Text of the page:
Session 1: Recognizing Patterns
- Pound, Ezra. "In a Station of the Metro." In Personae. New Directions, 1990. ISBN: 9780811211383.
Write up a roughly 300 word introduction of yourself especially as in terms of your relationship with poetry. What is your background: prior knowledge, authors or works you like, don't like or are curious about, good and bad experiences, things you'd like to learn or talk about in the class, things you know from other disciplines (linguistics!) that might be useful.
Session 2: Making Poetry in English
Print out the readings, mark them up, and bring with you to class next week. The assignment below gives questions to think about as you read the poems.
Assignment: Prose to Poetry
Session 3: From Evidence to Analysis
- William Shakespeare, "Sonnet 116." Poetry Foundation.
- Vendler, Helen. The Art of Shakespeare's Sonnets. Harvard University Press, 1999, pp. 113-115. ISBN: 9780674637122. [Preview with Google Books.]
Read the sonnet (multiple times) and Vendler's analysis. Come with questions.
Assignment: Informal Essay I
Session 4: Etymologies and Rhythms
Make a copy of the readings, mark them up, and bring with you to class next week. In the process, please glance at the poets' bios and make a note of where and when they lived and any key facts—just the basics!
Assignment: Poetry Analysis I
Assignment: Etymologies and Rhythms
Session 5: Language as System(s)
- Dizikes, Peter. "From Contemporary Syntax to Human Language's Deep Origins." MIT News Office. June 11, 2014.
- Dizikes, Peter. "The Writing on the Wall." MIT News Office. February 21, 2018.
- Sun, Jessica. "Where Did Language Come From?" Feb. 4, 2018. YouTube.
- Miyagawa, Shigeru, Robert Berwick, and Kazou Okanoya. "Emergence of Structure." Frontiers Research Foundation, 2013.
Read enough to get an idea about Miyagawa's two major research projects.
Come up with questions to ask Miyagawa in class about:
- The research (points of clarification, but also why these projects, how did they come about, how are they finding evidence—anything is fair game).
- Language in general, from a linguist's point of view (How do you make a sentence out of words? What is a sentence? How do we know where to put stress on words or syllables? Etc.).
- Issues with translation between languages. How different are human languages from each other, anyway?
Session 6: The Shape of Sentences and the Shape of Information
We're going from words to sentences and looking at some more cool poems. Take a look at the class notes for session 6 (PDF - 1.2MB).
Assignment: The Shape of Sentences
Assignment: Informal Essay II
Session 7: Reading Line Breaks
- Wordsworth, William. "A Slumber did my Spirit Seal." Poetry Foundation.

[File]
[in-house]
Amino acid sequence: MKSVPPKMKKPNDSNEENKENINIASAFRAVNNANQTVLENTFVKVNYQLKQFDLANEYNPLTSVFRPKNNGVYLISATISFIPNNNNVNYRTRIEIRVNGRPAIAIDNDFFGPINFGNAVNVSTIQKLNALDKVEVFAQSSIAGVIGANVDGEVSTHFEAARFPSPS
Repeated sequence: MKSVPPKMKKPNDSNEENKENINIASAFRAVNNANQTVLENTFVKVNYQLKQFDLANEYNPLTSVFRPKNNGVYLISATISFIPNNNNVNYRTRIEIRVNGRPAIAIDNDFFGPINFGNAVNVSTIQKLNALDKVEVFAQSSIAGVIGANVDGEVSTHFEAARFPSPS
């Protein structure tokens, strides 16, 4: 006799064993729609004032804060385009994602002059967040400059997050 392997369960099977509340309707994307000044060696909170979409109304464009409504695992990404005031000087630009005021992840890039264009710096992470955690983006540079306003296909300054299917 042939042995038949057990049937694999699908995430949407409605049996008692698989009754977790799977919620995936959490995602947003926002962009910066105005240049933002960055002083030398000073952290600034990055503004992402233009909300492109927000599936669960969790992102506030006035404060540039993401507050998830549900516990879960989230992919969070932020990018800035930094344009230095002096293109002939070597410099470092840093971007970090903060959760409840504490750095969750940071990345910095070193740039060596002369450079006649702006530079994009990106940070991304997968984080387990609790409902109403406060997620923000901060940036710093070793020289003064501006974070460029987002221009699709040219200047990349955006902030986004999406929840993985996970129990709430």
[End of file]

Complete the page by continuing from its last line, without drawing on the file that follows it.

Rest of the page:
- Brooks, Gwendolyn. "We Real Cool." In The Bean Eaters. Literary Licensing, 2012. ISBN: 9781259274481.
- Williams, William Carlos. "The Red Wheelbarrow." In The Collected Poems of William Carlos Williams: Volume I, 1909-1939. New Directions Publishing Corporation, 1991. ISBN: 9780811211871.
- Williams, William Carlos. "Poem ("As the Cat")." Poetry. July, 1930.
- Schussler, Jennifer. "The Forgotten Man Behind William Carlos William's 'Red Wheelbarrow'." New York Times. July 6, 2015.
- Eliot, T.S. "The Love Song of J. Alfred Prufrock." In Collected Poems 1909-1962 Harcourt Brace Jovanovich, 1991. ISBN: 9780151189786.
- Eliot, T.S. "Reflections on Vers Libre." In Selected Prose of T.S. Eliot Edited by Frank Kermose. Harvest Books, 1975. ISBN: 9780156806541.
This week, the poems are mostly short and very spare, so that we can really bear down on the phenomenon of what it does to end a line (but not a sentence). Consider this: line breaks affect the rate at which information is delivered. Sometimes (as in the Wordsworth poem) they seem to contain their own information.
There is also some brief prose reading.
- Eliot's comments will help you think about how to describe rhythm in poems that are not uniformly metrical, and you should find it useful to hear how a practitioner thinks about it.
- Since you'll be meeting Tyehimba Jess, let's start hearing what he has to say.
- Williams' poems are about as stripped down as Ezra Pound's "In a Station of the Metro," so it's interesting to read an article that fills in what he was seeing and gives us some context. What can we do with the information?
Session 8: Fixed Forms, Rhymed and Otherwise
This week's poems are fixed forms: forms with tight constraints on variables like number of lines, meter, line-length, rhyme, or line ending words. First, sonnets: by three sixteenth century authors participating in the vogue of writing long sequences of sonnets devoted to (mostly) unrequited love, and then by four twentieth century authors who use the form to different ends. Second, villanelles: another poem by Bishop, and one by Martha Collins (a wonderful poet who lives hear Harvard Square). Finally, a poem that invents a new form, initially as a tribute to Brooks and now used by other writers. Hayes has a weekly column in the NYT Magazine featuring a poem by someone else that he likes with a few sentences about why; if this tickles your fancy, check it out.